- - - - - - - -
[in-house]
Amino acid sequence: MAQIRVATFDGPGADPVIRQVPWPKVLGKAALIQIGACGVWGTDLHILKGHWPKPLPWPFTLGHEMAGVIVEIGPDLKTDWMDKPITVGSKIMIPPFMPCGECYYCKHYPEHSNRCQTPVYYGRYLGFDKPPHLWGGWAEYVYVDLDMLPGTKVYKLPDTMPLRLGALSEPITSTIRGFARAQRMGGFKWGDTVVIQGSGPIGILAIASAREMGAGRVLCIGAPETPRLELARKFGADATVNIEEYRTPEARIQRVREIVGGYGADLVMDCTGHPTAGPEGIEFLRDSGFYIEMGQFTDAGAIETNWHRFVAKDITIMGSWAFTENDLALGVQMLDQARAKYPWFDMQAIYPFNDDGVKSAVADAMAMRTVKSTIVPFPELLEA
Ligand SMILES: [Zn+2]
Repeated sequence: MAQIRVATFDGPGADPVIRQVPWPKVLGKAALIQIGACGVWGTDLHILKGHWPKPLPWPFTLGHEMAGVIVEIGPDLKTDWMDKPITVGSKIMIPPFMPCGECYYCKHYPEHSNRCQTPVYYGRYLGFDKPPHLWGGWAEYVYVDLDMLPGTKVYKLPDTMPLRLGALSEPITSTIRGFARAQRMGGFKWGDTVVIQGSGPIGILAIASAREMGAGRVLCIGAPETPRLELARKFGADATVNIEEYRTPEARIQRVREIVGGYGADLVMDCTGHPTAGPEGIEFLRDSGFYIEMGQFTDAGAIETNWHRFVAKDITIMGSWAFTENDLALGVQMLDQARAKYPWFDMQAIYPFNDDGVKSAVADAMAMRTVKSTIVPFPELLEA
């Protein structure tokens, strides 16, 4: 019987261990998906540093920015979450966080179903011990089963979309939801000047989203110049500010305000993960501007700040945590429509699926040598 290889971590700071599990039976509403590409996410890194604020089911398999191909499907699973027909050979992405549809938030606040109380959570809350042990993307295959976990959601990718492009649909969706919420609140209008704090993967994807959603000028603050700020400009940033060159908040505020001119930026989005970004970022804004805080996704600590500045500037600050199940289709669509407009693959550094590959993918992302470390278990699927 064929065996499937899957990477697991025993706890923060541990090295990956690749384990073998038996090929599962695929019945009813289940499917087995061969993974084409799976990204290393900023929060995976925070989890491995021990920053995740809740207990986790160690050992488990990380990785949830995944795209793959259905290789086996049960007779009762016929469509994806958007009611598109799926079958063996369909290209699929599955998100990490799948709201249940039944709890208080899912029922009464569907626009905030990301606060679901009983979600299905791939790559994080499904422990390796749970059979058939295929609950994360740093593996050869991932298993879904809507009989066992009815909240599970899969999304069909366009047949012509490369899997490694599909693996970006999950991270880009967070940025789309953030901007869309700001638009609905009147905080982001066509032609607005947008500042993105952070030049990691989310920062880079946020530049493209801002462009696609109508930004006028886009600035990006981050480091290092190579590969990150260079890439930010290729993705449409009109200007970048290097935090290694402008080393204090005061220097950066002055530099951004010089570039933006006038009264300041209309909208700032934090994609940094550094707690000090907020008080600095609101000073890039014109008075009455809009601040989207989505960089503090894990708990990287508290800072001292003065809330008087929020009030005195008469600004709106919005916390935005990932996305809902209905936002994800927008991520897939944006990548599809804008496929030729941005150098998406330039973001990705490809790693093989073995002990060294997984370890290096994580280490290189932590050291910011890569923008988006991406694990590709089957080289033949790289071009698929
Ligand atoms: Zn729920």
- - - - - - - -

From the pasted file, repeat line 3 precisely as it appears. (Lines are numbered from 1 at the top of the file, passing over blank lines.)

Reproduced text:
Ligand SMILES: [Zn+2]